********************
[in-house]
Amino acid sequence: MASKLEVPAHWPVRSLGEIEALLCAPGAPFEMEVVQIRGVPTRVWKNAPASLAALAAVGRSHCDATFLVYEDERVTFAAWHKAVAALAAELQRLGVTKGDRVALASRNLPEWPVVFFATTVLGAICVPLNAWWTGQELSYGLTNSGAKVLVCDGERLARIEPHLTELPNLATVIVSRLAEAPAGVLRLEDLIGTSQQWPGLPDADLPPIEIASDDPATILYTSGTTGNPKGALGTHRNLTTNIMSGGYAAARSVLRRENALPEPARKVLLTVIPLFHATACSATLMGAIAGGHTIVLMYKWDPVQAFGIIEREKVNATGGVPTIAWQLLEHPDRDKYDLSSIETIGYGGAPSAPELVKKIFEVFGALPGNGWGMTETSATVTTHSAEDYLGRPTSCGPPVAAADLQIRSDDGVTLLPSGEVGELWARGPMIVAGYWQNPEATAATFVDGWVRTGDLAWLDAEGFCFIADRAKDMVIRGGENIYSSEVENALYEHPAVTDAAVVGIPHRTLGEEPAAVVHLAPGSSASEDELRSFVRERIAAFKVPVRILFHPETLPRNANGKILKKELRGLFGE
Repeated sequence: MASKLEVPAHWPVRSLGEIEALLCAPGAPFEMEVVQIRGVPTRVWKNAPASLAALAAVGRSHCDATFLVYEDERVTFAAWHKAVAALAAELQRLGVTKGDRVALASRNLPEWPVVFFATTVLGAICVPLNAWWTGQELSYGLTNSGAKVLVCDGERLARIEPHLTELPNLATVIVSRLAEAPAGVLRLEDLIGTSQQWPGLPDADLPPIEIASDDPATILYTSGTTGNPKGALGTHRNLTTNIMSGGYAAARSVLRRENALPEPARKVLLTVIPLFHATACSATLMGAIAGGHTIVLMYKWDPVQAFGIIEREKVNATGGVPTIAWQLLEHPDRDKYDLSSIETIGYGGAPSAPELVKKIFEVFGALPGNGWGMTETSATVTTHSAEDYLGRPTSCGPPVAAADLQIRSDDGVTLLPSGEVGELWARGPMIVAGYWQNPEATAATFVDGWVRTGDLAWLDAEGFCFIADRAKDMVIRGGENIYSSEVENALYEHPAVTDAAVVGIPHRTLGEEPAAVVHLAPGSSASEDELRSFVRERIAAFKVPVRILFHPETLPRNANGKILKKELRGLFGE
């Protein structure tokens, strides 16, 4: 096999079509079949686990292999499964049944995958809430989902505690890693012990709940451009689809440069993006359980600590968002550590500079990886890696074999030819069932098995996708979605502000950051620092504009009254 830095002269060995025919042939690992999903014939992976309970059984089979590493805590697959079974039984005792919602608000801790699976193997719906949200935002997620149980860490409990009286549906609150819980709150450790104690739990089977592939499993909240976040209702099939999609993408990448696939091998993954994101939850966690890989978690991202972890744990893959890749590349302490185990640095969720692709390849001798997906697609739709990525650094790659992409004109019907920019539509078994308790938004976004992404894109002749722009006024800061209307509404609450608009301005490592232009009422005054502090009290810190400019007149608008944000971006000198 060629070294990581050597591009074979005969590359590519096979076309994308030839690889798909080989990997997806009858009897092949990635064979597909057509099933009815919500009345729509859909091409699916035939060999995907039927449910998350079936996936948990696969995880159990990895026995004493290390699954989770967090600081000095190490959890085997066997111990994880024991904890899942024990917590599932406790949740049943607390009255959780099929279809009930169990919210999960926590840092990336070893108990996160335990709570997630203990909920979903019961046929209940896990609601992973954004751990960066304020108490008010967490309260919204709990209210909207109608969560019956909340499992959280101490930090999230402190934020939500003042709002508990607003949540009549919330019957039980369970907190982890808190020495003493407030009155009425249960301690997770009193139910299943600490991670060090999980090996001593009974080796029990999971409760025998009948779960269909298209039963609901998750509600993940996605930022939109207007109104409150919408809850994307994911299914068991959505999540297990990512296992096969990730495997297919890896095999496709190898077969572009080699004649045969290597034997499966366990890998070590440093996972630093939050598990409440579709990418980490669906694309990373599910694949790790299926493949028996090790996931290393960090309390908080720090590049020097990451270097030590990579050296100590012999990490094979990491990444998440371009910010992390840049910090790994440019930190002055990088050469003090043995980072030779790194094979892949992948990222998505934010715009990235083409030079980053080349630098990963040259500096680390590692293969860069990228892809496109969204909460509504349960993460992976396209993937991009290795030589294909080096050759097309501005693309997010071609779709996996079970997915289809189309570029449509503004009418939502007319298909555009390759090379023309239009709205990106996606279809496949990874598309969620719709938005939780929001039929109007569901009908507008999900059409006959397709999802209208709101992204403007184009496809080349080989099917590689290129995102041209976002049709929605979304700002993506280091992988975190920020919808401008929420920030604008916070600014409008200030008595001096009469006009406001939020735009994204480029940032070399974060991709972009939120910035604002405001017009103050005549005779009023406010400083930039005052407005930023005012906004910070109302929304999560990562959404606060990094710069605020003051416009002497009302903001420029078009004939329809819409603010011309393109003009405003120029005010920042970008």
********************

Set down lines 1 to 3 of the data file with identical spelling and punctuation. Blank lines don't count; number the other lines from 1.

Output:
[in-house]
Amino acid sequence: MASKLEVPAHWPVRSLGEIEALLCAPGAPFEMEVVQIRGVPTRVWKNAPASLAALAAVGRSHCDATFLVYEDERVTFAAWHKAVAALAAELQRLGVTKGDRVALASRNLPEWPVVFFATTVLGAICVPLNAWWTGQELSYGLTNSGAKVLVCDGERLARIEPHLTELPNLATVIVSRLAEAPAGVLRLEDLIGTSQQWPGLPDADLPPIEIASDDPATILYTSGTTGNPKGALGTHRNLTTNIMSGGYAAARSVLRRENALPEPARKVLLTVIPLFHATACSATLMGAIAGGHTIVLMYKWDPVQAFGIIEREKVNATGGVPTIAWQLLEHPDRDKYDLSSIETIGYGGAPSAPELVKKIFEVFGALPGNGWGMTETSATVTTHSAEDYLGRPTSCGPPVAAADLQIRSDDGVTLLPSGEVGELWARGPMIVAGYWQNPEATAATFVDGWVRTGDLAWLDAEGFCFIADRAKDMVIRGGENIYSSEVENALYEHPAVTDAAVVGIPHRTLGEEPAAVVHLAPGSSASEDELRSFVRERIAAFKVPVRILFHPETLPRNANGKILKKELRGLFGE
Repeated sequence: MASKLEVPAHWPVRSLGEIEALLCAPGAPFEMEVVQIRGVPTRVWKNAPASLAALAAVGRSHCDATFLVYEDERVTFAAWHKAVAALAAELQRLGVTKGDRVALASRNLPEWPVVFFATTVLGAICVPLNAWWTGQELSYGLTNSGAKVLVCDGERLARIEPHLTELPNLATVIVSRLAEAPAGVLRLEDLIGTSQQWPGLPDADLPPIEIASDDPATILYTSGTTGNPKGALGTHRNLTTNIMSGGYAAARSVLRRENALPEPARKVLLTVIPLFHATACSATLMGAIAGGHTIVLMYKWDPVQAFGIIEREKVNATGGVPTIAWQLLEHPDRDKYDLSSIETIGYGGAPSAPELVKKIFEVFGALPGNGWGMTETSATVTTHSAEDYLGRPTSCGPPVAAADLQIRSDDGVTLLPSGEVGELWARGPMIVAGYWQNPEATAATFVDGWVRTGDLAWLDAEGFCFIADRAKDMVIRGGENIYSSEVENALYEHPAVTDAAVVGIPHRTLGEEPAAVVHLAPGSSASEDELRSFVRERIAAFKVPVRILFHPETLPRNANGKILKKELRGLFGE